Hi5ghost makes dramatic and moody grime and dubstep that echoes the early days of the UK-based 140 bpm genres. It’s then paired with the angst and energy of UK rappers.
Speaking to MusicTech, he justifies transitioning to a DAW-only setup before shouting out his essential plugins and explaining how he uses them. We hear about his mastering process, how he uses Cableguys‘ HalfTime tool and a beat repeat tool to fill in the gaps in his drums, which he calls a “cheat code for drum fills”.
Hey Hi5ghost! What’s made you switch to a strictly DAW-based setup?
When I had my first studio with all my hardware and synths and effects, I felt like I couldn’t make music unless I was in that space. Now I’m trying to find the happy medium of working from home, studio hotel, or airport and still have the same level of creative output no matter the space I’m in. I’m making more of an effort to collaborate and there’s nothing worse than when you try to open a project and you’re missing plugins or samples so, for now, I’ve downsized to a laptop, hard drive and field recorder so that I can be more hybrid.
What was your latest plugin purchase?
The most recent plugin I’ve bought is MiniMeters. It’s such a convenient analyser, allowing me to see everything that’s happening but not distract or obstruct my creative or mixing process. I love how simple and flexible it is, I can adjust what type of analysers I need depending on if I’m doing sound design or if I’m mixing down a track. Plus, it can be used as stand-alone software so if you use software like VCV racks, you can still keep the benefits of the analyser without being bound to your DAW.
What’s the best free plugin you own?
That’s easily Vital by Vital Audio – hands down one of the best software synths available. I mainly use it to make plucks and bass. The user interface is easy to navigate and the learning curve for making complex sounds is not that steep. When I’m not in the mood to start a track I open Vital and make patches or one-shot sounds that I can resample or use when I’m in the right headspace to start a new song.
What’s the best-value plugin you own?
Halftime by Cableguys. I bought it on a whim – “£10? Yeah, why not?” Now, it has become a cornerstone of my sound. The first released track I used it on was I’ve Seen.
I use this to add a layer that fills in the gaps between the drums that also adds an accent to some hits. But it can also make melodies sound fuller and give them some polyrhythms. It’s easy to use but a powerful tool when applied to certain elements. If you don’t believe me, here’s an old video of me showing its possibilities on drums and melodies.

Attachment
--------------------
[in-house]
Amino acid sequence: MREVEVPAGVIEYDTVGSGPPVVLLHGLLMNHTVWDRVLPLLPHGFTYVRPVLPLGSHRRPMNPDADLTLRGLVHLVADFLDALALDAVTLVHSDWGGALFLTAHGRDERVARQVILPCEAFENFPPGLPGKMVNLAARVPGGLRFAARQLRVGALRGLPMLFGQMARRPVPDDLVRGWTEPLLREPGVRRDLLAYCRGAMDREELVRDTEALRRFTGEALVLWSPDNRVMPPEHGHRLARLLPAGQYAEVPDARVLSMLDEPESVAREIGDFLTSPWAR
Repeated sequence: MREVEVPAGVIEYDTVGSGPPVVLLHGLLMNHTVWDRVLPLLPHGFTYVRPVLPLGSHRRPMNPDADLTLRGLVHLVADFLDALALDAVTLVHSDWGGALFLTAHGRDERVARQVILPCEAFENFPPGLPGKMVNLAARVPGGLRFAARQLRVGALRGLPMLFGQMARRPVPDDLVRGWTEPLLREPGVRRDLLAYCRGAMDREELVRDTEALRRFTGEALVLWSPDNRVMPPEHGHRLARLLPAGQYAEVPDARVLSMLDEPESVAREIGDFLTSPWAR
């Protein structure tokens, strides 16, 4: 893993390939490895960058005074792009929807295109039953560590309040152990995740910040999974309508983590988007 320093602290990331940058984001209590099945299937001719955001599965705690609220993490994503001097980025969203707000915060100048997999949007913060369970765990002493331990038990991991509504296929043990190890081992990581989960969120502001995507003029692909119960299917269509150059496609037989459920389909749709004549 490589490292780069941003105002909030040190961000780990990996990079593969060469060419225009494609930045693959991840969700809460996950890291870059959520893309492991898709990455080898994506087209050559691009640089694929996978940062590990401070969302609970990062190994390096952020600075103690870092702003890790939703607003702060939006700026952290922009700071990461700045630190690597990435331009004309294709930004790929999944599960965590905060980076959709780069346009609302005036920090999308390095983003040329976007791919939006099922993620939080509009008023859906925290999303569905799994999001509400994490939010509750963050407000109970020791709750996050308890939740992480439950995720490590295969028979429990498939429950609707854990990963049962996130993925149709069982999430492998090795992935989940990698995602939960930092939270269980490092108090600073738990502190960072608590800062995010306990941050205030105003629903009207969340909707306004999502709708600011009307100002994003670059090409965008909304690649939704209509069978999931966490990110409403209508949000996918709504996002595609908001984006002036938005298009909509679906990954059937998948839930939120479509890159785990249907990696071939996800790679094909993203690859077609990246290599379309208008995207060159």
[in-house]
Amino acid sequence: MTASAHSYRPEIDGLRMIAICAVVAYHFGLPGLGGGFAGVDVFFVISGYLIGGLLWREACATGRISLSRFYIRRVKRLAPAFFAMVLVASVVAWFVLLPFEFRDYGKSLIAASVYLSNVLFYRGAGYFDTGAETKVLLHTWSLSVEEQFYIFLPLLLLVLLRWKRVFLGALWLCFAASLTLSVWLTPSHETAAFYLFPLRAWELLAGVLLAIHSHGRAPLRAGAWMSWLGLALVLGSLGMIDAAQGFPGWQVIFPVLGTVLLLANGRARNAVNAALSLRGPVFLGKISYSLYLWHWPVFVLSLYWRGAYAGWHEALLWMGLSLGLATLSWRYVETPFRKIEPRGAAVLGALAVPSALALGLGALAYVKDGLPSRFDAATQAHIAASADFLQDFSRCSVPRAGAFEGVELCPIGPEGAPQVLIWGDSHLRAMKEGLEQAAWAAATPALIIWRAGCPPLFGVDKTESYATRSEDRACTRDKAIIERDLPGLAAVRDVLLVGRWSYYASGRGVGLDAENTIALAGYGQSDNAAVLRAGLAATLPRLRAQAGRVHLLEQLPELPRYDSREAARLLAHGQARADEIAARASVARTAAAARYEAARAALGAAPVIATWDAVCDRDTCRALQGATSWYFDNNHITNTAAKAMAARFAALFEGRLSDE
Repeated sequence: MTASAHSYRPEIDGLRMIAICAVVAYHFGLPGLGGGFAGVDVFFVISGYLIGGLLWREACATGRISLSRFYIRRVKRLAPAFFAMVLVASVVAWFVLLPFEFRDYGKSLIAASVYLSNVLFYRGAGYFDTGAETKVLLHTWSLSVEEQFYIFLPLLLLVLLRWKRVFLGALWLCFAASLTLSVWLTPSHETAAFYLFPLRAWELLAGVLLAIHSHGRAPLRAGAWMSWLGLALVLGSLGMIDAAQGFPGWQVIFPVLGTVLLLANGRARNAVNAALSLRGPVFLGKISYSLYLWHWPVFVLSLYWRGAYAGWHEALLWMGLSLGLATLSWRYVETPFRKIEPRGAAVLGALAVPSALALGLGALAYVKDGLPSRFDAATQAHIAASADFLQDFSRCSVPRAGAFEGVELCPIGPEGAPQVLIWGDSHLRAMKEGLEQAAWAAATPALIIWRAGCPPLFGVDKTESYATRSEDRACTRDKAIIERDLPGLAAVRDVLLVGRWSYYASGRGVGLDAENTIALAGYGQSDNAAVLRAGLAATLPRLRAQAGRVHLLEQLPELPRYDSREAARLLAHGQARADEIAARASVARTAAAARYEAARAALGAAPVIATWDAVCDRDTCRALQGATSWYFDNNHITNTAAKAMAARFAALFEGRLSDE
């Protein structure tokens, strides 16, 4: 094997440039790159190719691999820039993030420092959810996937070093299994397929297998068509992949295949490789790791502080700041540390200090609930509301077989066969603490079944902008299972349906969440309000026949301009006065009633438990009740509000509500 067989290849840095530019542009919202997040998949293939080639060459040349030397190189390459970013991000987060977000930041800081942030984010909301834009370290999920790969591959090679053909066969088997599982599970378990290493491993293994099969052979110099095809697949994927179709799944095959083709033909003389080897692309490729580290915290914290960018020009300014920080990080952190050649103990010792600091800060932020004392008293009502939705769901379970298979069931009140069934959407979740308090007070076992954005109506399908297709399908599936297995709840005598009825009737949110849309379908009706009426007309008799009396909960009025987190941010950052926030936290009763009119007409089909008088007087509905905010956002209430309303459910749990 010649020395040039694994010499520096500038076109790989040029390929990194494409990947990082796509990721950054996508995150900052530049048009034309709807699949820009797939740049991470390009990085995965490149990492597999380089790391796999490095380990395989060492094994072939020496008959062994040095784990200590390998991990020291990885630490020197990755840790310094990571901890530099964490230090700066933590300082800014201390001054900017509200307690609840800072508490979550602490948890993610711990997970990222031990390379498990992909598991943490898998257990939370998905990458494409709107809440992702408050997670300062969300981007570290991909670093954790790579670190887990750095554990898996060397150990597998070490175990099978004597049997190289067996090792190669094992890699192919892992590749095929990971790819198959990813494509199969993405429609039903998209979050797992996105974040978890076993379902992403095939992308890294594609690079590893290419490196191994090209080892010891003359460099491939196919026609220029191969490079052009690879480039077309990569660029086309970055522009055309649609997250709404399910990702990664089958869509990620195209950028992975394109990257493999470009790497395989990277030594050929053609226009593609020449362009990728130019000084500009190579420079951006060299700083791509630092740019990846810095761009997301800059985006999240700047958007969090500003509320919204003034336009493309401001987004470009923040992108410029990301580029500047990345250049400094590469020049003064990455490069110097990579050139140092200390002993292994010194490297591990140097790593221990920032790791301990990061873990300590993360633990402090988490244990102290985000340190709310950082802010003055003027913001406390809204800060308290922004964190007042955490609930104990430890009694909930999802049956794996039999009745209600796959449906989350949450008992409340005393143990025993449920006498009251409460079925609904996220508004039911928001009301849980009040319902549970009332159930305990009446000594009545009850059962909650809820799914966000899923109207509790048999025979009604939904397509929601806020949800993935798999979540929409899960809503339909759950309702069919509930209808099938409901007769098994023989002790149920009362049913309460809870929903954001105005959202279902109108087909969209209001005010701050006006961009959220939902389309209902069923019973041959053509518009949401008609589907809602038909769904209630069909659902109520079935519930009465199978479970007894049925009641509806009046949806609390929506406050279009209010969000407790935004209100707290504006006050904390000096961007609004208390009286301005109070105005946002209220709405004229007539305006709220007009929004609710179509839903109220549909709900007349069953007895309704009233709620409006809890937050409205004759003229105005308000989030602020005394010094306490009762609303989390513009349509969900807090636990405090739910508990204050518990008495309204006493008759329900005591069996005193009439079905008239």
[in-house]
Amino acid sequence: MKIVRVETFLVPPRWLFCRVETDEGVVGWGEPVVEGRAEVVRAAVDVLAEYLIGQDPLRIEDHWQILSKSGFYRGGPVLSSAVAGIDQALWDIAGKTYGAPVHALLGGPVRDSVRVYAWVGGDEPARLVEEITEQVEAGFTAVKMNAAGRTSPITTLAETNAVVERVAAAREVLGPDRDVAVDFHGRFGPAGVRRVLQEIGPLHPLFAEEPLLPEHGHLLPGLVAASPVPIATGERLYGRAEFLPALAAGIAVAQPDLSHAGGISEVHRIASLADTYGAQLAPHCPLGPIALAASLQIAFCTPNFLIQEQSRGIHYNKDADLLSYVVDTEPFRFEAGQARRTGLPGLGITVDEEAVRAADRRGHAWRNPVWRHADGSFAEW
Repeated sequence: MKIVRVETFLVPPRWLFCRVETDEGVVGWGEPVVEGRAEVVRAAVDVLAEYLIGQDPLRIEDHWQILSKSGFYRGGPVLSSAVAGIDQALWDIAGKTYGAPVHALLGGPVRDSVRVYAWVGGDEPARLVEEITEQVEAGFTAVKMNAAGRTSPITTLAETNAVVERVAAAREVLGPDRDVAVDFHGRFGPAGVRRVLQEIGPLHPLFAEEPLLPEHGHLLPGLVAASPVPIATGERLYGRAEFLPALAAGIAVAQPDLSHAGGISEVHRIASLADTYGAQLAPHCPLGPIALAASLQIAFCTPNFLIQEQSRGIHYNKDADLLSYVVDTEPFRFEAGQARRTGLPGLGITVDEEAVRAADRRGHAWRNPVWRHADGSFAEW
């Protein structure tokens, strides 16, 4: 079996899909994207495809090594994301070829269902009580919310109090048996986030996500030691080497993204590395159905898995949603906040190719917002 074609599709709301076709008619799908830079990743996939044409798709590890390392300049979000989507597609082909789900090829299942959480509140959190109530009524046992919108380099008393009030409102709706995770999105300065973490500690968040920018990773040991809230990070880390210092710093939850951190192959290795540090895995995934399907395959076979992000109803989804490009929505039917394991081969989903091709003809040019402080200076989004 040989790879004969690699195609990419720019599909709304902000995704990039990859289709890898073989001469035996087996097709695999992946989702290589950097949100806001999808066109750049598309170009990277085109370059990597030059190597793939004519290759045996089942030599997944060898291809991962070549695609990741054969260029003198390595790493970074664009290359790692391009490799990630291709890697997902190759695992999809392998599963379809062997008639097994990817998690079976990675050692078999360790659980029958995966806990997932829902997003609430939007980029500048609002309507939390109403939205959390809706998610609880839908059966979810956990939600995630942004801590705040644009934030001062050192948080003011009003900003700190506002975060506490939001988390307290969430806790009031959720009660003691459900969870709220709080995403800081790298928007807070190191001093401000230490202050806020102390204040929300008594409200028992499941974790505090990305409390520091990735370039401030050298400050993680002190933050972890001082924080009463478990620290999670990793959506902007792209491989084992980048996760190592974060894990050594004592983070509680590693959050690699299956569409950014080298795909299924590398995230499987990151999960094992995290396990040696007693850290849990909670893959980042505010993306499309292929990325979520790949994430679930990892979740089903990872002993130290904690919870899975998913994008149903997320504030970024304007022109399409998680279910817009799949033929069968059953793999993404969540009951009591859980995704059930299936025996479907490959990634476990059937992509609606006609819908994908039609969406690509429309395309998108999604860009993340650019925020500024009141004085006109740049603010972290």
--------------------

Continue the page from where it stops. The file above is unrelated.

What’s a DAW stock plugin you use all the time?
Auto Filter and Auto Pan. Auto Filter always ends up on any instrument rack or audio effect rack I build, simply for taming low or high frequencies, automating the filter cutoff for sweeps, or making space for an instrument based on the arrangement. Before I got a plugin dedicated to sidechain-style pumping, Auto Pan was my go-to for this effect, and it still is when I’m not fussy about the wave shape of the pump.
What plugins go on your master bus without fail?
My process is that I focus on the creative sound design and arrangement first, I keep the limiter on but the rest is bypassed. Once I have a solid track idea I’m happy with, I bounce the stems and move to Logic Pro for the mixdown/master. This way, I’ve committed to the idea and I can fully focus on making the elements sound as clean as possible and coherent. Even though I mix in Logic, I still use the same master chain in Ableton Live so that I can bounce out a quick playable version if I don’t have enough time to create a full detailed mixdown.
Do you have any secret sauce plugins?
It has to be Cableguys’ Shaperbox 3 and Beat Repeat. Shaperbox 3 is easily my favourite multi-effects plugin. From using it lightly or to the extreme, I always have fun seeing where it will take a sound or loop. I use the time, filter and volume effects the most but the new Crush effect has a preset that adds air to a track, and the Liquid effect is a strong tool for sound design. And I use beat repeat as a cheat code for drum fills. I have this on the drum bus then I record some variations on an empty audio track and then take the best bits and fit them into my drum loops to add some ear candy. This effect is used in my singles Jelly Fish and Longway home
What do you use without fully understanding?
Metaphysical A & B in Reaktor. I love random modular-sounding noise, and this plugin is an easy way to get something similar. It’s a constant sound generator so I usually click through presets, set it up to record into an empty audio track, and then keep hitting the randomise button. I’ve tried a few times to learn it and build my own patches but this is one plugin I’m happy not knowing it inside out if it keeps providing strong sounds with little effort.
Check out Hi5ghost’s music via his Bandcamp.
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